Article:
Generic Name: peginterferon beta-1a (peg in ter FEAR on BAY ta - 1A)
Brand Names: Plegridy
Medically reviewed by Drugs.com. Last updated on Jan 10, 2019.
What is Plegridy?
Plegridy (pPeginterferon beta-1a) is made from human proteins. Interferons stimulate the body's immune responses to infection or disease.
Plegridy may also be used for purposes not listed in this medication guide.
Plegridy can cause serious side effects, including:
- Liver problems or worsening of liver problems, including liver failure and death. Symptoms may include: yellowing of your skin or the white part of your eye, nausea, loss of appetite, tiredness, bleeding more easily than normal, confusion, sleepiness, dark colored urine, and pale stools.
- During your treatment, you will need to see your healthcare provider and have regular blood tests to check for these possible side effects.
- Depression or suicidal thoughts. Symptoms may include: new or worsening depression (feeling hopeless or bad about yourself), thoughts of hurting yourself or suicide, irritability (getting upset easily), nervousness, or new or worsening anxiety.
Call your healthcare provider right away if you have any of the symptoms listed above.
Before taking this medicine
You should not use Plegridy if you are allergic to peginterferon or other interferons (Alferon, Avonex, Betaseron, Extavia, Intron, Rebetron, Rebif, and others).
To make sure Plegridy is safe for you, tell your doctor if you have:
a history of depression, mental illness, or suicidal thoughts or actions;
a bleeding or blood clotting disorder;
a thyroid disorder;
epilepsy or other seizure disorder; or
an autoimmune disorder such as rheumatoid arthritis, lupus, or psoriasis.
It is not known whether Plegridy will harm an unborn baby. Tell your doctor if you are pregnant or plan to become pregnant.
If you are pregnant, your name may be listed on a pregnancy registry. This is to track the outcome of the pregnancy and to evaluate any effects of Plegridy on the baby.
It is not known whether peginterferon beta-1a passes into breast milk or if it could harm a nursing baby. Tell your doctor if you are breast-feeding a baby.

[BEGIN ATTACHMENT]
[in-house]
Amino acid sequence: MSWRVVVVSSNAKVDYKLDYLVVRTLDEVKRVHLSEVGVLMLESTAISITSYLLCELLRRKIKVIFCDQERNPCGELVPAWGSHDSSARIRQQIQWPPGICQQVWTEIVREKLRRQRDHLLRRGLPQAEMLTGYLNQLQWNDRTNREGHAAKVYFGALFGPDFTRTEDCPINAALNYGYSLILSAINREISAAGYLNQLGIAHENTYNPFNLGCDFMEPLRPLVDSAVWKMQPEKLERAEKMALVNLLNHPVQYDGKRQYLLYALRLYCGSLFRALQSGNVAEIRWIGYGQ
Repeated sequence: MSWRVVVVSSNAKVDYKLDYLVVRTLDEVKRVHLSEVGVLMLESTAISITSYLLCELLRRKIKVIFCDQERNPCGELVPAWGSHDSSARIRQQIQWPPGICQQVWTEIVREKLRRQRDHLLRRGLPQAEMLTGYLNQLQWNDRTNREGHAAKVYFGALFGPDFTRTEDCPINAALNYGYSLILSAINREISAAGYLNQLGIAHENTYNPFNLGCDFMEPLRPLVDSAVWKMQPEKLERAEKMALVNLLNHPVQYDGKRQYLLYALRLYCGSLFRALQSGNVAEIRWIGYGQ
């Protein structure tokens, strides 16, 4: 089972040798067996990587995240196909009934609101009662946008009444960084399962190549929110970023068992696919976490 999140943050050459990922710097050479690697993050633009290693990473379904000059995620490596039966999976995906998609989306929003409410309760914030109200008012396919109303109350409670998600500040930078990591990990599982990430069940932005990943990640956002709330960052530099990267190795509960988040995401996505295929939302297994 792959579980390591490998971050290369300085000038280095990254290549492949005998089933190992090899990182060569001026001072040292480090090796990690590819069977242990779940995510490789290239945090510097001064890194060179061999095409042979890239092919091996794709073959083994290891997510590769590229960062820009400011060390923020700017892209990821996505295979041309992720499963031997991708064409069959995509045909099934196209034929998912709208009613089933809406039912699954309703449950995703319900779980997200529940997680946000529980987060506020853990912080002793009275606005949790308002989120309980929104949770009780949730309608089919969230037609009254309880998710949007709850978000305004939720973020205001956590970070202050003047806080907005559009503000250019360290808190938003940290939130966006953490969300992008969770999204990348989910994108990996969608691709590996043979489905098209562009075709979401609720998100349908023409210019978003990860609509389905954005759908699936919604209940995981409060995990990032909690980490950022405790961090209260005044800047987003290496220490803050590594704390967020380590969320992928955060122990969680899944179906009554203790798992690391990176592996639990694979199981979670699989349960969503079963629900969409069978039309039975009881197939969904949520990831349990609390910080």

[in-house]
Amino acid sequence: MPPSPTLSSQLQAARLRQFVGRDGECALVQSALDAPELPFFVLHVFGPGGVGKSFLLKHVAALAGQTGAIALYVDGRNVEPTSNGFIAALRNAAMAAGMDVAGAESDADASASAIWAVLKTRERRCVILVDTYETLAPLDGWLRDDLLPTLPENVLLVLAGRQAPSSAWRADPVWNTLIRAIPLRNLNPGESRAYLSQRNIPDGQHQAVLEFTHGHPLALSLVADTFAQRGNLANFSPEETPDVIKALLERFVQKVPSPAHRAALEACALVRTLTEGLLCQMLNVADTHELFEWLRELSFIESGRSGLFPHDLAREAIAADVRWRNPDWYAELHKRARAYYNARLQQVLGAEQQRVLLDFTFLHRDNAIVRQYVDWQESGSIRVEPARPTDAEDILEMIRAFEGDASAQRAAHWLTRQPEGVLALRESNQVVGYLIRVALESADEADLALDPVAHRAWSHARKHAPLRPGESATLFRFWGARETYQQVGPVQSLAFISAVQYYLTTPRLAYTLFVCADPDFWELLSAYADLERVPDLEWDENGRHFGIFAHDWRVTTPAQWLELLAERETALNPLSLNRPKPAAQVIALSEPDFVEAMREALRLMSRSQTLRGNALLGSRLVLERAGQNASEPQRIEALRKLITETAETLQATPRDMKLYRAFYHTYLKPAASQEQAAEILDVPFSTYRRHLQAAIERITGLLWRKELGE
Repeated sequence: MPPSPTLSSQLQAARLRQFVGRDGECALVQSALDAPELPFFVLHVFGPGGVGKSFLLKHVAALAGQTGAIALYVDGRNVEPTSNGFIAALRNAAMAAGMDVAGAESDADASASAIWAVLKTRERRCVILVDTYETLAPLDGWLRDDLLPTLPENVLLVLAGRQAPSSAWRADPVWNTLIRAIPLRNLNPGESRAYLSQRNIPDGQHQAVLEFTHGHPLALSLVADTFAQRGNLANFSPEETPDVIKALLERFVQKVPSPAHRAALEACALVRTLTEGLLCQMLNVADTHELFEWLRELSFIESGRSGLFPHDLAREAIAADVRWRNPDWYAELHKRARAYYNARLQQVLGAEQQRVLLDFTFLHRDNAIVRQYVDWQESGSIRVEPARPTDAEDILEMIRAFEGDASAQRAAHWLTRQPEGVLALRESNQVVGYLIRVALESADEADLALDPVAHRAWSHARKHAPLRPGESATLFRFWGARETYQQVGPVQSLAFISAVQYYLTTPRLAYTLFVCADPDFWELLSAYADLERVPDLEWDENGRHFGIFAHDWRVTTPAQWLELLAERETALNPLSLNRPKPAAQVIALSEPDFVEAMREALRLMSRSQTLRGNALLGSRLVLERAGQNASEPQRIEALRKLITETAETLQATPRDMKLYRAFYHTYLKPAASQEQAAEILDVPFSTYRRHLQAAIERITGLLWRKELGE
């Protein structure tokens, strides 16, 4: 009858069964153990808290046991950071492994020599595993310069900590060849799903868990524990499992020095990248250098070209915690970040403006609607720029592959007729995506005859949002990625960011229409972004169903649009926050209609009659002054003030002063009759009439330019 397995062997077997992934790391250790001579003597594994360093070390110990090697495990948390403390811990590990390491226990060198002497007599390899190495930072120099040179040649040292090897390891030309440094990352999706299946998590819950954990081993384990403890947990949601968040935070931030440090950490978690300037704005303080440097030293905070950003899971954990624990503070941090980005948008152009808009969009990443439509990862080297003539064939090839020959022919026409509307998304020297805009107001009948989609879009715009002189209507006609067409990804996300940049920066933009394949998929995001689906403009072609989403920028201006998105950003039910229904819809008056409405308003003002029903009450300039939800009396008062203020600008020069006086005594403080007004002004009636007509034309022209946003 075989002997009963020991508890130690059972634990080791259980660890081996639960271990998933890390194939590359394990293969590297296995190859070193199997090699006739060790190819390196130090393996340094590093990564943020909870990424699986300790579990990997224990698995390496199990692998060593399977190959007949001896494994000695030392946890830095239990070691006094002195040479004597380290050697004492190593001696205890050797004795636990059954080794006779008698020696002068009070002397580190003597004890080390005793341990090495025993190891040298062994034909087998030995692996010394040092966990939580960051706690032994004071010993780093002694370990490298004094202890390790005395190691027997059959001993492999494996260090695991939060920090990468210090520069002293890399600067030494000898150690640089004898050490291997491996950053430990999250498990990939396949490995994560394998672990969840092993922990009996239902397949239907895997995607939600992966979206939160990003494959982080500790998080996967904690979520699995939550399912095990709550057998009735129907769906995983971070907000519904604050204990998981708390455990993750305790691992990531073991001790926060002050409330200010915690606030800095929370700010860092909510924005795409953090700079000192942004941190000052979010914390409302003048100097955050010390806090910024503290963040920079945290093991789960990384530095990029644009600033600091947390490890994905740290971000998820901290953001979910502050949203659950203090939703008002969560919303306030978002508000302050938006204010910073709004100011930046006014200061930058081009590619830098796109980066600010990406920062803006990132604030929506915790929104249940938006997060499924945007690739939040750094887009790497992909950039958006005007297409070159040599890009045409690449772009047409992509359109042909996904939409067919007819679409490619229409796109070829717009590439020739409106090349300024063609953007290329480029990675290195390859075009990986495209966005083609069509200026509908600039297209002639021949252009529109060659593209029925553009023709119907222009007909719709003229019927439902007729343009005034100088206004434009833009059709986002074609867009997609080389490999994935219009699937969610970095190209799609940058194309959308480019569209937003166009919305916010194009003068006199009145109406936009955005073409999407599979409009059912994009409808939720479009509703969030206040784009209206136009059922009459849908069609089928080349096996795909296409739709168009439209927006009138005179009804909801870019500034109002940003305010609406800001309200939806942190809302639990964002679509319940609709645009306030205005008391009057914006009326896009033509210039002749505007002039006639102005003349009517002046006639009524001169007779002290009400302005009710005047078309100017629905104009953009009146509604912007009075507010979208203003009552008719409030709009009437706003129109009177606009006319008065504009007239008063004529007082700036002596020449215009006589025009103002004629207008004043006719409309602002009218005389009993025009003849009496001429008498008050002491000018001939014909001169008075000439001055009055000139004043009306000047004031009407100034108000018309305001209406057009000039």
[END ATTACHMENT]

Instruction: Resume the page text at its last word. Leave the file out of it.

Plegridy is not approved for use by anyone younger than 18 years old.
How is Plegridy given?
Plegridy is usually given once every 2 weeks. Follow all directions on your prescription label. Your doctor may occasionally change your dose to make sure you get the best results. Do not take this medicine in larger or smaller amounts or for longer than recommended.
Plegridy is injected under the skin. You may be shown how to use injections at home. Do not give yourself this medicine if you do not understand how to use the injection and properly dispose of used needles and syringes.
Use a different place on your stomach, thigh, or upper arm each time you give the injection. Your care provider will show you the best places on your body to inject Plegridy. Do not inject into the same place two times in a row.
About 2 hours after your injection, check for skin redness, swelling, or pain where you gave the injection.
Call your doctor if you have a skin reaction to Plegridy that does not go away within a few days.
Plegridy can cause flu-like symptoms. Your doctor may recommend taking a pain reliever or fever reducer such as aspirin, acetaminophen (Tylenol), or ibuprofen (Advil, Motrin) on the days you receive your injections.
While using Plegridy, you may need frequent blood tests.
Store prefilled syringes or injection pens in their original container in the refrigerator. Keep the carton closed and always protect the medicine from light.
Do not freeze Plegridy, and throw away the medicine if it has become frozen.
About 30 minutes before your injection, take the syringe or pen out of the refrigerator and allow it to reach room temperature. Do not warm the medicine under hot water.
If you do not have access to a refrigerator, store Plegridy at cool room temperature and return it to a refrigerator when possible. This medicine should not be out of a refrigerator for longer than a total of 30 days.
Each single-use prefilled syringe or injection pen is for one use only. Throw away after one use, even if there is still some medicine left in it after injecting your dose.